Tutor profile: John K.
Explain how non-competitive inhibitors work and how they affect the Michaelis-Menten kinetics of an enzyme.
Non-competitive inhibitors function to bind to a site somewhere on an enzyme (called an "allosteric site") away from the active site. Because non-competitive inhibitors do not occupy and block the active sites of enzymes, the substrate of the enzyme is still allowed to dock into the active site and associate with the enzyme. However, when a non-competitive inhibitor is present, it will alter the enzyme's conformation in such a way that the enzyme will function sub-optimally (i.e., the reaction will not occur as fast). This decreases the maximum velocity (Vmax) of the enzyme catalyzed reaction. However, since the binding of the substrate to the enzyme active site is not interfered with, the affinity for the enzyme and substrate (Km) remains the same and does not change in the presence of a non-competitive inhibitor. The bottom line: Non-competitive inhibitors bind to a site away from the active site on an enzyme and decrease Vmax, but do not change Km.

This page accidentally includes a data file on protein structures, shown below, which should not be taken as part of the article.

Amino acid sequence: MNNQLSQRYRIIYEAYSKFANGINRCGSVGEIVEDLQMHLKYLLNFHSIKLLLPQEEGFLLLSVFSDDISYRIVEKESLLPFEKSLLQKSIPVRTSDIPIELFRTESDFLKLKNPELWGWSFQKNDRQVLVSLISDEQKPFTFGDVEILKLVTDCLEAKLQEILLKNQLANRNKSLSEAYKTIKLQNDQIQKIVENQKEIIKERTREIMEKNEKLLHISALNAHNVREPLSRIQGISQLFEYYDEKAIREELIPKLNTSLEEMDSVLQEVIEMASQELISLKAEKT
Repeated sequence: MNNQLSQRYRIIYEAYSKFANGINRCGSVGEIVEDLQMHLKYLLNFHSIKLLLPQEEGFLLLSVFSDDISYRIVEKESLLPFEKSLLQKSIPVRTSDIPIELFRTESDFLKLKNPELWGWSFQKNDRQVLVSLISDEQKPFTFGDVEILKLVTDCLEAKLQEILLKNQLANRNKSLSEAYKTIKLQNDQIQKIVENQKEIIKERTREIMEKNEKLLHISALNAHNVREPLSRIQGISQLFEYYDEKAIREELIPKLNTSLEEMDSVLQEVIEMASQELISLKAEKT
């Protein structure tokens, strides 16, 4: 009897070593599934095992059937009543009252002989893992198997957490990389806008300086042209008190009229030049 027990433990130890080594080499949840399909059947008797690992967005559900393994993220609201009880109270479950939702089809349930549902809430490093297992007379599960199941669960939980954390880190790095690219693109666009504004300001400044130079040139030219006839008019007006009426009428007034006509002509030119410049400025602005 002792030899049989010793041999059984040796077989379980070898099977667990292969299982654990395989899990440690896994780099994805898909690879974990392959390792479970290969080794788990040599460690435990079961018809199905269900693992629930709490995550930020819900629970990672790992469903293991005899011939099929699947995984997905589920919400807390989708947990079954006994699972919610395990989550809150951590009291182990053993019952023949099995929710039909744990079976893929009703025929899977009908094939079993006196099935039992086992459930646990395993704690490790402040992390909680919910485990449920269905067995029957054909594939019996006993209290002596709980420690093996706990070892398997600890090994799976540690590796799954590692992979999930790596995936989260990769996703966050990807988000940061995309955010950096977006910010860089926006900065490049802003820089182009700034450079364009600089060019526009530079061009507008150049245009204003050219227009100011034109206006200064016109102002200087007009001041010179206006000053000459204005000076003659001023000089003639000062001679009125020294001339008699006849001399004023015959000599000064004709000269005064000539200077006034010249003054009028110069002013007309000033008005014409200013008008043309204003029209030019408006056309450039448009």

In which phase of the cell cycle does DNA replication occur?
BLUF: DNA replication occurs during the S phase of the cell cycle. More detailed explanation: The cell cycle consists of two phases: Interphase (where the cell spends most of its life and is not dividing) and the M Phase (where the cell is dividing). Interphase is further broken up into 3 sub-phases: G1 Phase, S Phase, and then G2 Phase. During G1 phase, the cell is preparing and synthesizing all the material it needs for replications. During S phase, the DNA is replicated. During G2 phase, the replicated DNA is double checked for errors before entering the M phase. Significance: DNA replication during S phase allows for the proper amount of genetic material to be in each cell after mitosis has ended and division has occurred.
Which nerve innervates the diaphragm and from which spinal vertebrae does this nerve originate?
The phrenic nerve innervates the diaphragm and it arises from the the C3, C4, and C5 cervical vertebrae in your neck/upper back. A good way to remember this is with the following rhyme: "C3, 4, 5 keeps the diaphragm alive."
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